As Torches races towards platinum certification, Foster the People are headed out on many, many tour dates in 2011. Concert dates are already underway and, while many tour dates are already sold out, there are still plenty of chances to catch Foster the People in late summer/early fall. The band is making it's way through tour dates in Texas and Arizona before ending up in California in early July. On July 14, Foster the People will begin concert dates in Europe, including performances at the Melt Festival in Grafenhainichen, Germany and the Lattitude Festival in Suffolk, UK. Foster the people will play tour dates in Australia in late July before touring the US agin from August to October. Foster the People will conclude their 2011 tour dates in the UK in late November, so buy your tickets from Eventful soon before the entire tour is sold out.
i grew up outside of chicago,
starting writing songs in san francisco,
and now live in brooklyn
my music is a version of indie hip hop
mixed with electronics
mixed with me headbanging
but i'm still figuring it out
Todd Lewis (Vocals, Guitar)
Mark Reznicek (Drums)
Clark Vogeler (Guitar)
“There’s a certain uneasiness to the Toadies,” says Vaden Todd Lewis, succinctly and accurately describing his band—quite a trick. The Texas band is, at its core, just a raw, commanding rock band. Imagine an ebony sphere with a corona that radiates impossibly darker, and a brilliant circular sliver of light around that. It’s nebulous, but strangely distinct—and, shall we say incorrect. Or, as Lewis says, “wrong.”
“Things are done a little askew [in the Toadies],” he says, searching for the right words. “There’s just something wrong with it that’s just really cool… and unique in a slightly uncomfortable way.”
This sick, twisted essence was first exemplified on the band’s 1994 debut, Rubberneck (Interscope). An intense, swirling vortex of guitar rock built around Lewis’s “wrong” songs and abstract lyrics—like the smash single “Possum Kingdom,” subject to as much speculation as what’s in the Pulp Fiction briefcase, it rocketed to platinum status on the strength of that and two other singles, “Tyler” and “Away.”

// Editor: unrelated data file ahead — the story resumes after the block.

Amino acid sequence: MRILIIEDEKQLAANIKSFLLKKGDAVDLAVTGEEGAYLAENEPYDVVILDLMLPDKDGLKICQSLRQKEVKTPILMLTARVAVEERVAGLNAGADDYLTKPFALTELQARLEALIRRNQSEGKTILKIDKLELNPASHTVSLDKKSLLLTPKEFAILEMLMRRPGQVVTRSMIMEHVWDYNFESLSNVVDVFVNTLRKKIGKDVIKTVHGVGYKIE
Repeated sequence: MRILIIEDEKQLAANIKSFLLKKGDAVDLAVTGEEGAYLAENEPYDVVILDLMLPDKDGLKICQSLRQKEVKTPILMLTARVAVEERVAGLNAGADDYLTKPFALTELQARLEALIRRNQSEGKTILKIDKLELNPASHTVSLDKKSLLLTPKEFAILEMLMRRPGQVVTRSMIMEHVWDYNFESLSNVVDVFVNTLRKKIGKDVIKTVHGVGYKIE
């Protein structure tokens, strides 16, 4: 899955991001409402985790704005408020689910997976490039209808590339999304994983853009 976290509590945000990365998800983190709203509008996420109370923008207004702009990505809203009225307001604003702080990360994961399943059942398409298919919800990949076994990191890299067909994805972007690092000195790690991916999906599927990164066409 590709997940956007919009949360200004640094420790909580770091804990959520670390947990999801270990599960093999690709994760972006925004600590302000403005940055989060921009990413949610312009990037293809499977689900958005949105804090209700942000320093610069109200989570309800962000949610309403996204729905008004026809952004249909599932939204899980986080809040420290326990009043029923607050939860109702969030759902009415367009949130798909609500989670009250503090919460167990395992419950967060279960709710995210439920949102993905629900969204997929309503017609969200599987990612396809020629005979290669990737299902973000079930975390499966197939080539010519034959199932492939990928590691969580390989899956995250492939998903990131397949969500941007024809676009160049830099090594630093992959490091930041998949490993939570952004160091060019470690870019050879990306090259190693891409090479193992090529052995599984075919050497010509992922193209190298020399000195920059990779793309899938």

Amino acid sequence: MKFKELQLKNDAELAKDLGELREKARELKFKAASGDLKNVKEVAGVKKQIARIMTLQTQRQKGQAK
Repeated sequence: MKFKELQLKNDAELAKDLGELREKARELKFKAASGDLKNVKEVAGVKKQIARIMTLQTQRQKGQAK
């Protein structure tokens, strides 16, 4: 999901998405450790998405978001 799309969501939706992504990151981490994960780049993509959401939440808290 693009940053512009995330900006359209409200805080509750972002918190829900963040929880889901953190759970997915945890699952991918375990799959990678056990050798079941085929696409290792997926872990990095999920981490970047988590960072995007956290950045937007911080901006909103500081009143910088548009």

Perhaps in keeping with the uneasy vibe, that success didn’t translate to label support when the Toadies submitted their second album, Feeler. Perhaps aptly, things in general just went wrong. “We got approval for a record,” says Lewis, “and somewhere in the process of handing over the masters to get mixed, it got unapproved. So we went back to the drawing board.”
Eventually some of the Feeler tracks made it onto Hell Below/Stars Above—a sophomore offering that came seven years after Rubberneck. “It was a very weird, trying time,” says Lewis, who didn’t see the next blow—the sudden departure of bassist Lisa Umbarger—coming. “We went out on tour, and immediately the band split up,” he laughs sardonically. “We kinda shot ourselves in the foot.” They released a live album, Best of Toadies: Live from Paradise, and it was over.
Coming out of the Toadies, Lewis, guitarist Clark Vogeler and drummer Mark Reznicek were disillusioned. Vogeler went to work as a film editor, Rez hooked up with the country-western band Eleven Hundred Springs. Lewis initially thought, “Fuck this whole business. I’m gettin’ out. I just wanted to do anything else.”
Toadies fans, though accepting, stuck with them, often inquiring as to the band’s activities. Says Lewis, “People just asked me “So, what are you doin’ now?” Although he’d been “foolin’ around” with Rev. Horton Heat drummer Taz Bentley, he answered, “I don’t know. Nothin’. This, that and the other. Workin’ around the house, workin’ in the garage, just toolin’ around.” Soon it occurred to him that music was all he wanted to do. “I’m a musician. That’s what I do, and I’m not happy not doing it.” Eventually Lewis and Bentley formed the Burden Brothers in 2002 and released a slew of EPs, two albums and a DVD while touring profusely.
Meanwhile, “Possum Kingdom” never left the airwaves, enjoying constant rotation at major modern rock stations. Fans clamored for a Toadies reunion. “The band never went all the way away;” says Lewis. They regrouped in 2006 for a couple of sold-out shows around St. Patrick’s Day, and again the next year for the same thing. In August 2007, when personnel changes with the Burden Brothers resulted in that band going on hiatus, Lewis began writing.
“I was pissed off again and wanted to keep goin’,” he says. “I didn’t know what I was writing, right out of the gate, but… it was just coming out very “Toadies.”
Lewis called Rez and Vogeler and asked if they were interested in making another record. They were—and the Toadies officially reconvened, signing with Kirtland and recording No Deliverance with David Castell (Burden Brothers, Blue October) at Fort Worth Sound in Fort Worth and Music Lane in Austin. Lewis says the band has gone for a “bare knuckle” sound, amping up the psychotic stomp heard on Rubberneck and Hell Below… on the grinding, relentless title track as well as the seething, death-of-a-romance gem “So Long Lovey Eyes” and the towering, sludgy “Man of Stone.” The upshot is a taut, exhilarating listen that is quintessentially Toadies.